ACSA to invest R100m in passenger facial recognition
Airports Company South Africa (ACSA) is looking to invest R100 million to become among the first African organisations to introduce digital identity verification technology for passengers.
This was the word from Mthoko Mncwabe, CIO of ACSA and chairperson of the Public Sector ICT Forum, giving a keynote presentation this morning at a forum event, held in conjunction with ITWeb Brainstorm and ICT solutions provider BCX.
Discussing the importance of good ICT governance within the public sector, Mncwabe highlighted the importance of innovation to keep pace with digital citizens’ demands, provided the technologies are implemented within the guidelines of governance, risk and compliance.
Providing an update on ACSA’s digital transformation strategy, he noted the partially state-owned airport management company is planning to introduce passenger digital identity technologies. This will seamlessly facilitate movement of passengers, without them having to present physical proof of identity documentation.
“The technology will be based on digital identity tokens to allow airport customers to enter the airport and automatically go through all the necessary processes without having to spend time on constantly presenting their flight and ID documents.
“We want to be the first company across South Africa’s airports to use facial recognition in the customer on-boarding processes.
“The Department of Home Affairs is also working on a similar biometric digital ID system that will be used to enhance its services. These are the type of systems we need to drive digital identities, while also ensuring customer data is highly safeguarded,” added Mncwabe.
Founded in 1993, ACSA owns and operates SA’s nine principal airports, including three international gateways: OR Tambo, Cape Town and King Shaka international airports.
According to Mncwabe, government CIOs face a challenging market for hiring local talent and using home-grown tech solutions, as a result of stringent tender processes and regulatory red tape.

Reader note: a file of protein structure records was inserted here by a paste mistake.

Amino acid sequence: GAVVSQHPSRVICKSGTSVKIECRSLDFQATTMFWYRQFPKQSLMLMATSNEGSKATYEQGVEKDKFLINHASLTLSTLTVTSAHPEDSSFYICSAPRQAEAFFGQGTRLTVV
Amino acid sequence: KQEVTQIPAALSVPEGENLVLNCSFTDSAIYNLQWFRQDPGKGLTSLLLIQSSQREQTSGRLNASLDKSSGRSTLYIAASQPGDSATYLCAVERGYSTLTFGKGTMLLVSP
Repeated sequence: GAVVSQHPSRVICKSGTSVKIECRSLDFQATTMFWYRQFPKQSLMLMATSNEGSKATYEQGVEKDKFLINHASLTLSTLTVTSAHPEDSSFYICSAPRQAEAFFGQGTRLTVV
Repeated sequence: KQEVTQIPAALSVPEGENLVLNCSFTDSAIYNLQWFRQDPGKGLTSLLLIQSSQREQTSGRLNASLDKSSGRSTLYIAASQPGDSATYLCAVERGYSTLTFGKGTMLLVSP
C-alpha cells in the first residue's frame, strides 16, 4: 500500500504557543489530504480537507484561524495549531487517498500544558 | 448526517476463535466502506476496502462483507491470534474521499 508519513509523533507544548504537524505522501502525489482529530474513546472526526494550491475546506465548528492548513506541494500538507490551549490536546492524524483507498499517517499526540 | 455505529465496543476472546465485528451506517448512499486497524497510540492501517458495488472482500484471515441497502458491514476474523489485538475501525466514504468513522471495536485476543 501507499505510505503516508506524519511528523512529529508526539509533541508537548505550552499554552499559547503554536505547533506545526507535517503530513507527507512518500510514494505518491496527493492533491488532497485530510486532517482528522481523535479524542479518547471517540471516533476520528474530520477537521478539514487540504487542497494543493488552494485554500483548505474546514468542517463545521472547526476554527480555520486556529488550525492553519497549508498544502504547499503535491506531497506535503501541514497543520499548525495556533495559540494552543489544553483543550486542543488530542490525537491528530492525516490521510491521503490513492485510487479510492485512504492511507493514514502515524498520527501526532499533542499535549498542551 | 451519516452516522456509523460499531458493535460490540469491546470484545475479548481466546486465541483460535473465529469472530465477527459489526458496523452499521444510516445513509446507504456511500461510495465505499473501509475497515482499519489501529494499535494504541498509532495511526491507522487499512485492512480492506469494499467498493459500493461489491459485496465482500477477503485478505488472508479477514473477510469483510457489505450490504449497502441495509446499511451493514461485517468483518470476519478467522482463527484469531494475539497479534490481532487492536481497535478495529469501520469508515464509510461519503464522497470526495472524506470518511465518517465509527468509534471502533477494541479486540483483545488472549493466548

This forces many state-owned companies to import their IT services or hire locally-based international firms.
“It breaks my heart that 60% to 70% of ACSA’s IT budget either goes to US or European-based IT service providers… As CIOs, we need to sit together and talk about how we are going to support the home-grown innovations.
“The tender processes and the legislation that we have, often make it completely impossible to select home-grown smaller entrepreneurs who are equally innovative but are forced to compete with tech companies, who have bigger budgets for research and development and hire global skills.”
We need government regulations to be intentional about driving and supporting locally-developed solutions, while creating a conducive environment that will allow CIOs to identify local talent and boost entrepreneurship in the ICT sector, he emphasised.
“While I understand the importance of having stringent tender processes to combat corruption, it’s sad that I cannot even run a proof-of-concept with any local company present in this room that may have created a viable tech solution which we need. This is because, according to legislation, that would give them an unfair advantage over companies who will be competing for the same tender.
“We need to co-create with the industry, and with partners and entrepreneurs in order for us to achieve a shared value system and create more jobs while we do that,” he concluded.